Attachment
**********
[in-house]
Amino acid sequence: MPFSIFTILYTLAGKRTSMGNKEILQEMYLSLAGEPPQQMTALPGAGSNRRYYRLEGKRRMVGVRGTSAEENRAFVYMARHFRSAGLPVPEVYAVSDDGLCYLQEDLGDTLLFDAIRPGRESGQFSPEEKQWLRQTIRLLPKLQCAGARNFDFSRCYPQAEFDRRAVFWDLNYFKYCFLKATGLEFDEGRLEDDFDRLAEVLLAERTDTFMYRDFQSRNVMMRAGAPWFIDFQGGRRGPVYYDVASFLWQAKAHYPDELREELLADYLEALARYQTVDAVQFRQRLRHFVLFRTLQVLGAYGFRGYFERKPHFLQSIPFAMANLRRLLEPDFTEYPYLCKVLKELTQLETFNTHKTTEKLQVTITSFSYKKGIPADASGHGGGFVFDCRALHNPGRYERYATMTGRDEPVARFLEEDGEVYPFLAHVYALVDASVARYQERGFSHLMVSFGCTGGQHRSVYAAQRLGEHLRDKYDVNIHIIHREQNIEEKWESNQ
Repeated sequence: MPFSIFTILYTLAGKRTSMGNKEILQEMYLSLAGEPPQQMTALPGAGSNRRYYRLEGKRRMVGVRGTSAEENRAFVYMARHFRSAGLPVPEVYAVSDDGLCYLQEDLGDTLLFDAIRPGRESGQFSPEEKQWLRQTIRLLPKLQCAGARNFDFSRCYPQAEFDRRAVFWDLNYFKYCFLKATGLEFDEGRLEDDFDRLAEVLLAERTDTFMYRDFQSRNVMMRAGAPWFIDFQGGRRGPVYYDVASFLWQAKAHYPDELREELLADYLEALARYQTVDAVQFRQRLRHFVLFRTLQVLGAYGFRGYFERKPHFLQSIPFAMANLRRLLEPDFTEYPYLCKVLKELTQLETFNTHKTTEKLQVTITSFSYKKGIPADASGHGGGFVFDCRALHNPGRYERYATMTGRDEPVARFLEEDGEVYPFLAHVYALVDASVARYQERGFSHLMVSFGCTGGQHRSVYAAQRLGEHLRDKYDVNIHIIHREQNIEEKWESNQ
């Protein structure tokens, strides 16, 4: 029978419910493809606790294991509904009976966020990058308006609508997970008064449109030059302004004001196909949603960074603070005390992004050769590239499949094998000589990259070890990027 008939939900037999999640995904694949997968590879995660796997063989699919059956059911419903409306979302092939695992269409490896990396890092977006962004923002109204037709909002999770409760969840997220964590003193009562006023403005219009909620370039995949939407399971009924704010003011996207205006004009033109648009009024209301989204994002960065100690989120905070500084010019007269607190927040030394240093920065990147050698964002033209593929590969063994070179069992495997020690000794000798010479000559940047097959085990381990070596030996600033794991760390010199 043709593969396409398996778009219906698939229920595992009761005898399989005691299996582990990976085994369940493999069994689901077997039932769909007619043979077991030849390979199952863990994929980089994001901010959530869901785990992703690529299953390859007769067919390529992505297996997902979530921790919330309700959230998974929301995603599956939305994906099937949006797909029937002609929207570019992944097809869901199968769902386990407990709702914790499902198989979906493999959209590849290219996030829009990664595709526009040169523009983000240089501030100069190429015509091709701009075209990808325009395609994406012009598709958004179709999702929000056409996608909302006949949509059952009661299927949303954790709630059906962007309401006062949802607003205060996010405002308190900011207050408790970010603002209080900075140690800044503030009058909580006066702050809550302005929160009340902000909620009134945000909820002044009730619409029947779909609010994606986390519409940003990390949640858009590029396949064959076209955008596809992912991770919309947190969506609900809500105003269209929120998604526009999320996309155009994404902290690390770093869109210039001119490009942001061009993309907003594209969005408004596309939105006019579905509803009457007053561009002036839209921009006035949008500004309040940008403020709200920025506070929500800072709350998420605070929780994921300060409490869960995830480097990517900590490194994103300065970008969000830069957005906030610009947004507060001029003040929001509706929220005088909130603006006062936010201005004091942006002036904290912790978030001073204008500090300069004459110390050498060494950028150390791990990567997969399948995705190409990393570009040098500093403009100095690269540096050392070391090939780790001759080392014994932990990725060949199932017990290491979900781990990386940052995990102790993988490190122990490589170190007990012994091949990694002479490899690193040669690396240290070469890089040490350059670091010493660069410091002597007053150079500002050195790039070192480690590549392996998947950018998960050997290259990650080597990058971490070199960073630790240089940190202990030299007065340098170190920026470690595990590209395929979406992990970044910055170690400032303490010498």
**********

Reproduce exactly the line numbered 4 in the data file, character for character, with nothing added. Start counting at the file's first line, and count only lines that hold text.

């Protein structure tokens, strides 16, 4: 029978419910493809606790294991509904009976966020990058308006609508997970008064449109030059302004004001196909949603960074603070005390992004050769590239499949094998000589990259070890990027 008939939900037999999640995904694949997968590879995660796997063989699919059956059911419903409306979302092939695992269409490896990396890092977006962004923002109204037709909002999770409760969840997220964590003193009562006023403005219009909620370039995949939407399971009924704010003011996207205006004009033109648009009024209301989204994002960065100690989120905070500084010019007269607190927040030394240093920065990147050698964002033209593929590969063994070179069992495997020690000794000798010479000559940047097959085990381990070596030996600033794991760390010199 043709593969396409398996778009219906698939229920595992009761005898399989005691299996582990990976085994369940493999069994689901077997039932769909007619043979077991030849390979199952863990994929980089994001901010959530869901785990992703690529299953390859007769067919390529992505297996997902979530921790919330309700959230998974929301995603599956939305994906099937949006797909029937002609929207570019992944097809869901199968769902386990407990709702914790499902198989979906493999959209590849290219996030829009990664595709526009040169523009983000240089501030100069190429015509091709701009075209990808325009395609994406012009598709958004179709999702929000056409996608909302006949949509059952009661299927949303954790709630059906962007309401006062949802607003205060996010405002308190900011207050408790970010603002209080900075140690800044503030009058909580006066702050809550302005929160009340902000909620009134945000909820002044009730619409029947779909609010994606986390519409940003990390949640858009590029396949064959076209955008596809992912991770919309947190969506609900809500105003269209929120998604526009999320996309155009994404902290690390770093869109210039001119490009942001061009993309907003594209969005408004596309939105006019579905509803009457007053561009002036839209921009006035949008500004309040940008403020709200920025506070929500800072709350998420605070929780994921300060409490869960995830480097990517900590490194994103300065970008969000830069957005906030610009947004507060001029003040929001509706929220005088909130603006006062936010201005004091942006002036904290912790978030001073204008500090300069004459110390050498060494950028150390791990990567997969399948995705190409990393570009040098500093403009100095690269540096050392070391090939780790001759080392014994932990990725060949199932017990290491979900781990990386940052995990102790993988490190122990490589170190007990012994091949990694002479490899690193040669690396240290070469890089040490350059670091010493660069410091002597007053150079500002050195790039070192480690590549392996998947950018998960050997290259990650080597990058971490070199960073630790240089940190202990030299007065340098170190920026470690595990590209395929979406992990970044910055170690400032303490010498």